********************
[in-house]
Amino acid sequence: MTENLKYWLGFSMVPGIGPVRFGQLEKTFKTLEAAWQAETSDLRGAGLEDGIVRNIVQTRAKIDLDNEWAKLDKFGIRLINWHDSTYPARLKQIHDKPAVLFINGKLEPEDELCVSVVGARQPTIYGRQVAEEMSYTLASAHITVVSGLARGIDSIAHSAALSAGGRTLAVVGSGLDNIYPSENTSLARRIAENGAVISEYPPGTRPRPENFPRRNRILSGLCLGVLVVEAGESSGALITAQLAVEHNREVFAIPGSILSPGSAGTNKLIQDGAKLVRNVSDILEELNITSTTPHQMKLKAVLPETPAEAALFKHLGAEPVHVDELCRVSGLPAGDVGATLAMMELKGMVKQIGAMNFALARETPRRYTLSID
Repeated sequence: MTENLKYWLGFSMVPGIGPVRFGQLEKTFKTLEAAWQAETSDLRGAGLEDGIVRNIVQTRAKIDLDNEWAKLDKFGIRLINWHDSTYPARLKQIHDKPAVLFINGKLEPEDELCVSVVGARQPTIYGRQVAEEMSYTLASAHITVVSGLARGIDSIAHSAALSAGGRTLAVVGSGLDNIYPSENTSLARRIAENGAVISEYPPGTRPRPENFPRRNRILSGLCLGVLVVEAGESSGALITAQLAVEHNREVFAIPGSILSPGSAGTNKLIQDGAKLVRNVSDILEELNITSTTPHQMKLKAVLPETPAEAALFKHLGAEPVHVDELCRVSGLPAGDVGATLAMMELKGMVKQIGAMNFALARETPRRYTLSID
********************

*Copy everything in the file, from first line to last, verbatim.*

[in-house]
Amino acid sequence: MTENLKYWLGFSMVPGIGPVRFGQLEKTFKTLEAAWQAETSDLRGAGLEDGIVRNIVQTRAKIDLDNEWAKLDKFGIRLINWHDSTYPARLKQIHDKPAVLFINGKLEPEDELCVSVVGARQPTIYGRQVAEEMSYTLASAHITVVSGLARGIDSIAHSAALSAGGRTLAVVGSGLDNIYPSENTSLARRIAENGAVISEYPPGTRPRPENFPRRNRILSGLCLGVLVVEAGESSGALITAQLAVEHNREVFAIPGSILSPGSAGTNKLIQDGAKLVRNVSDILEELNITSTTPHQMKLKAVLPETPAEAALFKHLGAEPVHVDELCRVSGLPAGDVGATLAMMELKGMVKQIGAMNFALARETPRRYTLSID
Repeated sequence: MTENLKYWLGFSMVPGIGPVRFGQLEKTFKTLEAAWQAETSDLRGAGLEDGIVRNIVQTRAKIDLDNEWAKLDKFGIRLINWHDSTYPARLKQIHDKPAVLFINGKLEPEDELCVSVVGARQPTIYGRQVAEEMSYTLASAHITVVSGLARGIDSIAHSAALSAGGRTLAVVGSGLDNIYPSENTSLARRIAENGAVISEYPPGTRPRPENFPRRNRILSGLCLGVLVVEAGESSGALITAQLAVEHNREVFAIPGSILSPGSAGTNKLIQDGAKLVRNVSDILEELNITSTTPHQMKLKAVLPETPAEAALFKHLGAEPVHVDELCRVSGLPAGDVGATLAMMELKGMVKQIGAMNFALARETPRRYTLSID